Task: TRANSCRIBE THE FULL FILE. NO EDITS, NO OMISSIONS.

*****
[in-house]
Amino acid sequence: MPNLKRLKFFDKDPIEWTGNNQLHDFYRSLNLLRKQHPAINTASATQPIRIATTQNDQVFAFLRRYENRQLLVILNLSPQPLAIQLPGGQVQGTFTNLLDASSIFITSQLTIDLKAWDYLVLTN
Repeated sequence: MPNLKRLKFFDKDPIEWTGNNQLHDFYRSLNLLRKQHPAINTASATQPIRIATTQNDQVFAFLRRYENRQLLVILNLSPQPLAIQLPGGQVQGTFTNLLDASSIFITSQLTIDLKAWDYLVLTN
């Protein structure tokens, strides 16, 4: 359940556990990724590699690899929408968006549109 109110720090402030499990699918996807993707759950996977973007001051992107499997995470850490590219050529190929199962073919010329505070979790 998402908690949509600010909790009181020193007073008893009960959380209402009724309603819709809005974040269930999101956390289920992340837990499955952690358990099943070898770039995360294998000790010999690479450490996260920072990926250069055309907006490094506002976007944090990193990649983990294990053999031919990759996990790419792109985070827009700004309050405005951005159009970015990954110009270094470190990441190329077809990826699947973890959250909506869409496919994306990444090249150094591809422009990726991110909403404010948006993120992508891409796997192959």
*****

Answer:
[in-house]
Amino acid sequence: MPNLKRLKFFDKDPIEWTGNNQLHDFYRSLNLLRKQHPAINTASATQPIRIATTQNDQVFAFLRRYENRQLLVILNLSPQPLAIQLPGGQVQGTFTNLLDASSIFITSQLTIDLKAWDYLVLTN
Repeated sequence: MPNLKRLKFFDKDPIEWTGNNQLHDFYRSLNLLRKQHPAINTASATQPIRIATTQNDQVFAFLRRYENRQLLVILNLSPQPLAIQLPGGQVQGTFTNLLDASSIFITSQLTIDLKAWDYLVLTN
């Protein structure tokens, strides 16, 4: 359940556990990724590699690899929408968006549109 109110720090402030499990699918996807993707759950996977973007001051992107499997995470850490590219050529190929199962073919010329505070979790 998402908690949509600010909790009181020193007073008893009960959380209402009724309603819709809005974040269930999101956390289920992340837990499955952690358990099943070898770039995360294998000790010999690479450490996260920072990926250069055309907006490094506002976007944090990193990649983990294990053999031919990759996990790419792109985070827009700004309050405005951005159009970015990954110009270094470190990441190329077809990826699947973890959250909506869409496919994306990444090249150094591809422009990726991110909403404010948006993120992508891409796997192959």